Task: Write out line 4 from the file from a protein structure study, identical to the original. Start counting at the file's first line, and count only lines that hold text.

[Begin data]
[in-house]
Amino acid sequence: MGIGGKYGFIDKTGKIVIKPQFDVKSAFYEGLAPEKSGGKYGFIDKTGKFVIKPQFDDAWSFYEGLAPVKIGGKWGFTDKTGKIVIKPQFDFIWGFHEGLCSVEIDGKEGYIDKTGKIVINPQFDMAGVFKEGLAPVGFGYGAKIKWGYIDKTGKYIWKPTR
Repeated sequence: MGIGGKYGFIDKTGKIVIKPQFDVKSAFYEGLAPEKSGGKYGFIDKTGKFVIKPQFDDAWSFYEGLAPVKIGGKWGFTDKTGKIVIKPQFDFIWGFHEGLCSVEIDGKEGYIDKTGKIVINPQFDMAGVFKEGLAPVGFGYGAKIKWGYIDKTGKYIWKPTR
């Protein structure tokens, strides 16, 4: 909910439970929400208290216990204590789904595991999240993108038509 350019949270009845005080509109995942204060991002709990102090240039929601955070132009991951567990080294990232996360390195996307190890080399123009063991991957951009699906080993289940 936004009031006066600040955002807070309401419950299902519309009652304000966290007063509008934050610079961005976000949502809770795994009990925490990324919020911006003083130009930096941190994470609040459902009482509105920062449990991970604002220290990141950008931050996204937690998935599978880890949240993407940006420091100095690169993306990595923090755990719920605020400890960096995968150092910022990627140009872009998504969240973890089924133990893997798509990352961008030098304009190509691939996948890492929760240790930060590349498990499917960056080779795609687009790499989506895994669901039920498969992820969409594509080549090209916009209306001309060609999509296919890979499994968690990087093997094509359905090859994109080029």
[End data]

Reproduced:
């Protein structure tokens, strides 16, 4: 909910439970929400208290216990204590789904595991999240993108038509 350019949270009845005080509109995942204060991002709990102090240039929601955070132009991951567990080294990232996360390195996307190890080399123009063991991957951009699906080993289940 936004009031006066600040955002807070309401419950299902519309009652304000966290007063509008934050610079961005976000949502809770795994009990925490990324919020911006003083130009930096941190994470609040459902009482509105920062449990991970604002220290990141950008931050996204937690998935599978880890949240993407940006420091100095690169993306990595923090755990719920605020400890960096995968150092910022990627140009872009998504969240973890089924133990893997798509990352961008030098304009190509691939996948890492929760240790930060590349498990499917960056080779795609687009790499989506895994669901039920498969992820969409594509080549090209916009209306001309060609999509296919890979499994968690990087093997094509359905090859994109080029």